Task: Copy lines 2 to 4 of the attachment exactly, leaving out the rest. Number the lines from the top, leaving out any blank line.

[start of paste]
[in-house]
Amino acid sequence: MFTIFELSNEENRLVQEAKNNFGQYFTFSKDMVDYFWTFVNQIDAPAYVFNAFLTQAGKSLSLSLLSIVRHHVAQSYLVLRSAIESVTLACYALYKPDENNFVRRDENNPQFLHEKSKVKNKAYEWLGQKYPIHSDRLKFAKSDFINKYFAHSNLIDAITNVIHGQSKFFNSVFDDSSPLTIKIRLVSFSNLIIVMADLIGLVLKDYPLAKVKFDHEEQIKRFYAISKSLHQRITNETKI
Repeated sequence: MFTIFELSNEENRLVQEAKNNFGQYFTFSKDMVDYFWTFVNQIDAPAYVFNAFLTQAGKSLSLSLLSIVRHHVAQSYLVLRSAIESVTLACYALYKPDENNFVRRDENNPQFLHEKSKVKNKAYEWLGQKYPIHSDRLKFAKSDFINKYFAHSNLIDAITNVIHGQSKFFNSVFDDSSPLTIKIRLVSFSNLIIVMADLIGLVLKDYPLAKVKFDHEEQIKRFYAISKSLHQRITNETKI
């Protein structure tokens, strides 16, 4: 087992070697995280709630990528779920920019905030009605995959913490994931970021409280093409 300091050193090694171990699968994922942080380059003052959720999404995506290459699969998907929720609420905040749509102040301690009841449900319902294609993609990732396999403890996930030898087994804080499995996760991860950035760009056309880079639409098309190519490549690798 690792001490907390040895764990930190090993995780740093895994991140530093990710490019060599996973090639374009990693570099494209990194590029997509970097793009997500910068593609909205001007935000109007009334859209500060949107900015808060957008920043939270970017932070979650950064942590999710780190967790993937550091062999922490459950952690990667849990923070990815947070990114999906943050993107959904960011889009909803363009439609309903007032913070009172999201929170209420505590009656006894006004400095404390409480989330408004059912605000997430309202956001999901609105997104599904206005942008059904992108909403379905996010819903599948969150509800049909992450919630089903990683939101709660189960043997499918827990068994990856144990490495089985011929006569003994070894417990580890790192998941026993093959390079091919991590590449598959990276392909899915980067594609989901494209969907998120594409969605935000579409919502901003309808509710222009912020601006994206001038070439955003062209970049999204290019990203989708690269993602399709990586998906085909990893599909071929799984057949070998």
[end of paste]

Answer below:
Amino acid sequence: MFTIFELSNEENRLVQEAKNNFGQYFTFSKDMVDYFWTFVNQIDAPAYVFNAFLTQAGKSLSLSLLSIVRHHVAQSYLVLRSAIESVTLACYALYKPDENNFVRRDENNPQFLHEKSKVKNKAYEWLGQKYPIHSDRLKFAKSDFINKYFAHSNLIDAITNVIHGQSKFFNSVFDDSSPLTIKIRLVSFSNLIIVMADLIGLVLKDYPLAKVKFDHEEQIKRFYAISKSLHQRITNETKI
Repeated sequence: MFTIFELSNEENRLVQEAKNNFGQYFTFSKDMVDYFWTFVNQIDAPAYVFNAFLTQAGKSLSLSLLSIVRHHVAQSYLVLRSAIESVTLACYALYKPDENNFVRRDENNPQFLHEKSKVKNKAYEWLGQKYPIHSDRLKFAKSDFINKYFAHSNLIDAITNVIHGQSKFFNSVFDDSSPLTIKIRLVSFSNLIIVMADLIGLVLKDYPLAKVKFDHEEQIKRFYAISKSLHQRITNETKI
């Protein structure tokens, strides 16, 4: 087992070697995280709630990528779920920019905030009605995959913490994931970021409280093409 300091050193090694171990699968994922942080380059003052959720999404995506290459699969998907929720609420905040749509102040301690009841449900319902294609993609990732396999403890996930030898087994804080499995996760991860950035760009056309880079639409098309190519490549690798 690792001490907390040895764990930190090993995780740093895994991140530093990710490019060599996973090639374009990693570099494209990194590029997509970097793009997500910068593609909205001007935000109007009334859209500060949107900015808060957008920043939270970017932070979650950064942590999710780190967790993937550091062999922490459950952690990667849990923070990815947070990114999906943050993107959904960011889009909803363009439609309903007032913070009172999201929170209420505590009656006894006004400095404390409480989330408004059912605000997430309202956001999901609105997104599904206005942008059904992108909403379905996010819903599948969150509800049909992450919630089903990683939101709660189960043997499918827990068994990856144990490495089985011929006569003994070894417990580890790192998941026993093959390079091919991590590449598959990276392909899915980067594609989901494209969907998120594409969605935000579409919502901003309808509710222009912020601006994206001038070439955003062209970049999204290019990203989708690269993602399709990586998906085909990893599909071929799984057949070998």